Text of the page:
Planning for new workplace safety after Covid - Katherine Metcalfe

The First Minister Nicola Sturgeon announced on Tuesday that Scotland will move “beyond level 0”, lifting most of the remaining legally imposed Covid-19 restrictions, including physical distancing.
Katherine Metcalfe, Legal Director and health and safety specialist at Pinsent MasonsKatherine Metcalfe, Legal Director and health and safety specialist at Pinsent Masons
Katherine Metcalfe, Legal Director and health and safety specialist at Pinsent Masons

However, mitigations such as mandatory face coverings will remain in place for the foreseeable future (and enshrined in law) – in contrast to England where the onus has shifted to “personal responsibility” and where face masks will instead be a matter of individual choice.

Not surprisingly, unions and employers have been seeking clarity around mask-wearing and social distancing in light of the UK government advice to “exercise judgment” in how we interact with each other.

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But what does that mean for employers who have a legal duty to keep employees safe? A lot of our clients strive to have a universal health and safety policy across the UK, but as Covid-19 restrictions ease in different parts of the UK at different speeds, that's not going to be possible.

Carrying out risk assessments is key to employers protecting staff as best they can. Businesses must determine the risk of Covid transmission within their workplace and identify the control measures they need to have in place to minimise potential spread.

Risk assessment should be reviewed frequently, and especially when there are changes to government guidance or the law on managing Covid - allowing a fresh look at whether the existing measures in place are still required.

Many businesses are looking at whether they can roll back some measures, for example, to increase occupancy levels within their offices, but they are weighing that up against other considerations.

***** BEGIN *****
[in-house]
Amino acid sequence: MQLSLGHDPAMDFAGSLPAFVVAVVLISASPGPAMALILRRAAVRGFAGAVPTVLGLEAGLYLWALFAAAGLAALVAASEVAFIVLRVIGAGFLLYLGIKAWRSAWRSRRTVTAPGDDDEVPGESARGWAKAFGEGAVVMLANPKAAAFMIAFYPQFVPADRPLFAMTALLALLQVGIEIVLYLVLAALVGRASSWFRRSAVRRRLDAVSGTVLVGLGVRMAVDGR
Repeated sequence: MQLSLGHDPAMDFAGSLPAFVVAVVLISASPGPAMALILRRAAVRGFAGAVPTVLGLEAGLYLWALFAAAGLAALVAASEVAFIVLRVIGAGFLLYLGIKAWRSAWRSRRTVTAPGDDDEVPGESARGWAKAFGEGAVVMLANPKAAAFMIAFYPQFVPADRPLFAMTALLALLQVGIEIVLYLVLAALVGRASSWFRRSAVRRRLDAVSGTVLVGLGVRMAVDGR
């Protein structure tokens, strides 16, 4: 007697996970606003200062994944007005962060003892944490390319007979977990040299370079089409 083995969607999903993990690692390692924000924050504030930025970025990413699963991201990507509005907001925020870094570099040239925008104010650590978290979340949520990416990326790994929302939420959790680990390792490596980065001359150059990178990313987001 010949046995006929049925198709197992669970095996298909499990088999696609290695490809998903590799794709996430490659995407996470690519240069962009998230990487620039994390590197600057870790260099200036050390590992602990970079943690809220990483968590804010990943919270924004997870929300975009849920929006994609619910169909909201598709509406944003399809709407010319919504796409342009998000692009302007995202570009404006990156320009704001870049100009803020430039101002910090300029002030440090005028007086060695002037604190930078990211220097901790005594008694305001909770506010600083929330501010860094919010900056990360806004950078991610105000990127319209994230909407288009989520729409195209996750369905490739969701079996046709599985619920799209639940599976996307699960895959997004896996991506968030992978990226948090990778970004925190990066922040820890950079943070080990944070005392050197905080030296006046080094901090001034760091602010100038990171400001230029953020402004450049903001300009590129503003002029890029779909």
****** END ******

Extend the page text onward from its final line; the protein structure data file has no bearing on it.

Key issues include the Scottish Government’s continuing advice to work from home where possible (albeit the stance does appear to be softening), and providing reassurance to employees who may be nervous about a return to the workplace.

In a health and safety context, generally speaking, employees don't choose which health and safety measures they do and don't comply with. It is the employer’s responsibility to carry out a risk assessment, to identify the control measures that are appropriate for their workplace, and then to put those in place and to enforce them.

It’s the expectation that employees will follow those control measures so there isn't really a place for personal responsibility in the sense of choosing which workplace rules to comply with.

Where I think it may have a useful role is for employees considering what they do in their own time. If an employee is going on a work trip, or they're coming to the office, they might, for example, think about whether they should wear a mask on a trip to the cinema, or a trip out to a restaurant, to minimise the risk of bringing Covid back into the workplace.

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I expect that as people become comfortable with returning to the workplace, and as social distancing measures are phased out, that Covid will become a bit more like any other health and safety risk that's being managed by an employer.

Katherine Metcalfe, Legal Director and health and safety specialist at Pinsent Masons



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